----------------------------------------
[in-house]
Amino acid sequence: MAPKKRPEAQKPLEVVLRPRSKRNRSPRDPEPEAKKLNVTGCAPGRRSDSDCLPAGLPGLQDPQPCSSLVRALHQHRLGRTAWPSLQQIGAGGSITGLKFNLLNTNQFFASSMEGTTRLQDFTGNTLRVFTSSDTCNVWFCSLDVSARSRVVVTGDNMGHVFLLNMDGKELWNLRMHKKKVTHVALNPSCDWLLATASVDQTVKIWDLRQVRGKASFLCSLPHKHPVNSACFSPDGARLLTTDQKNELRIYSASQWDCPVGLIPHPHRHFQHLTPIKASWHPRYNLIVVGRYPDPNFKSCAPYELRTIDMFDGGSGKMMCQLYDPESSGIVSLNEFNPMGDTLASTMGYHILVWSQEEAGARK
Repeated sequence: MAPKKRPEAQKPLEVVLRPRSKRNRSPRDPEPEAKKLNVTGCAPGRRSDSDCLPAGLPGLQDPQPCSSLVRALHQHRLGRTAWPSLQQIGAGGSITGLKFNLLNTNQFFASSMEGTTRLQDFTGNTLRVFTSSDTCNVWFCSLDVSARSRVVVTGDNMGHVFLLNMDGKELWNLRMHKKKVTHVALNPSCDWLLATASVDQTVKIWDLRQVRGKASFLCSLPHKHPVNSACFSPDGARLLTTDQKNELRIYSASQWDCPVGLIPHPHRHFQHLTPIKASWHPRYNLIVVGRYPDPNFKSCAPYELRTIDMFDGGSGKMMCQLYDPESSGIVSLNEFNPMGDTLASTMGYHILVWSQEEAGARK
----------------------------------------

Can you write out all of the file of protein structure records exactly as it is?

[in-house]
Amino acid sequence: MAPKKRPEAQKPLEVVLRPRSKRNRSPRDPEPEAKKLNVTGCAPGRRSDSDCLPAGLPGLQDPQPCSSLVRALHQHRLGRTAWPSLQQIGAGGSITGLKFNLLNTNQFFASSMEGTTRLQDFTGNTLRVFTSSDTCNVWFCSLDVSARSRVVVTGDNMGHVFLLNMDGKELWNLRMHKKKVTHVALNPSCDWLLATASVDQTVKIWDLRQVRGKASFLCSLPHKHPVNSACFSPDGARLLTTDQKNELRIYSASQWDCPVGLIPHPHRHFQHLTPIKASWHPRYNLIVVGRYPDPNFKSCAPYELRTIDMFDGGSGKMMCQLYDPESSGIVSLNEFNPMGDTLASTMGYHILVWSQEEAGARK
Repeated sequence: MAPKKRPEAQKPLEVVLRPRSKRNRSPRDPEPEAKKLNVTGCAPGRRSDSDCLPAGLPGLQDPQPCSSLVRALHQHRLGRTAWPSLQQIGAGGSITGLKFNLLNTNQFFASSMEGTTRLQDFTGNTLRVFTSSDTCNVWFCSLDVSARSRVVVTGDNMGHVFLLNMDGKELWNLRMHKKKVTHVALNPSCDWLLATASVDQTVKIWDLRQVRGKASFLCSLPHKHPVNSACFSPDGARLLTTDQKNELRIYSASQWDCPVGLIPHPHRHFQHLTPIKASWHPRYNLIVVGRYPDPNFKSCAPYELRTIDMFDGGSGKMMCQLYDPESSGIVSLNEFNPMGDTLASTMGYHILVWSQEEAGARK